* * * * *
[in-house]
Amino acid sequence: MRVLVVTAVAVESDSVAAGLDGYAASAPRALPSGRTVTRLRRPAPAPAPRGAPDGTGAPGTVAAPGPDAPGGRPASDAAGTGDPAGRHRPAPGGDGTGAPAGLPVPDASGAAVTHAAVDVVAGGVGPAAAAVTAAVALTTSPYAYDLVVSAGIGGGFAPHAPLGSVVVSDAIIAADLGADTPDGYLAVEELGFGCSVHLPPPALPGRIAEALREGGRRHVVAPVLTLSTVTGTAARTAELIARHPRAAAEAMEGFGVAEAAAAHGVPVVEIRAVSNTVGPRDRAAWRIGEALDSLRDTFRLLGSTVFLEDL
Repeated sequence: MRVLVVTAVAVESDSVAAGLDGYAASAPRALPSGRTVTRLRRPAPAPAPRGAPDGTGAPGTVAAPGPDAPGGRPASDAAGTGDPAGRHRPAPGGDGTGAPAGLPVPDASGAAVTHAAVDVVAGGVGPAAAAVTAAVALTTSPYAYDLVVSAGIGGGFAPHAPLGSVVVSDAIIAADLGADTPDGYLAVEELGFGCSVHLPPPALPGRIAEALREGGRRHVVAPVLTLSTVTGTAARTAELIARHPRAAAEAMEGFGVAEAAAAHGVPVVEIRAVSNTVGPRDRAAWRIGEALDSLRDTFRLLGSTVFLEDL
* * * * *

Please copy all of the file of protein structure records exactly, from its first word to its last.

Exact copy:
[in-house]
Amino acid sequence: MRVLVVTAVAVESDSVAAGLDGYAASAPRALPSGRTVTRLRRPAPAPAPRGAPDGTGAPGTVAAPGPDAPGGRPASDAAGTGDPAGRHRPAPGGDGTGAPAGLPVPDASGAAVTHAAVDVVAGGVGPAAAAVTAAVALTTSPYAYDLVVSAGIGGGFAPHAPLGSVVVSDAIIAADLGADTPDGYLAVEELGFGCSVHLPPPALPGRIAEALREGGRRHVVAPVLTLSTVTGTAARTAELIARHPRAAAEAMEGFGVAEAAAAHGVPVVEIRAVSNTVGPRDRAAWRIGEALDSLRDTFRLLGSTVFLEDL
Repeated sequence: MRVLVVTAVAVESDSVAAGLDGYAASAPRALPSGRTVTRLRRPAPAPAPRGAPDGTGAPGTVAAPGPDAPGGRPASDAAGTGDPAGRHRPAPGGDGTGAPAGLPVPDASGAAVTHAAVDVVAGGVGPAAAAVTAAVALTTSPYAYDLVVSAGIGGGFAPHAPLGSVVVSDAIIAADLGADTPDGYLAVEELGFGCSVHLPPPALPGRIAEALREGGRRHVVAPVLTLSTVTGTAARTAELIARHPRAAAEAMEGFGVAEAAAAHGVPVVEIRAVSNTVGPRDRAAWRIGEALDSLRDTFRLLGSTVFLEDL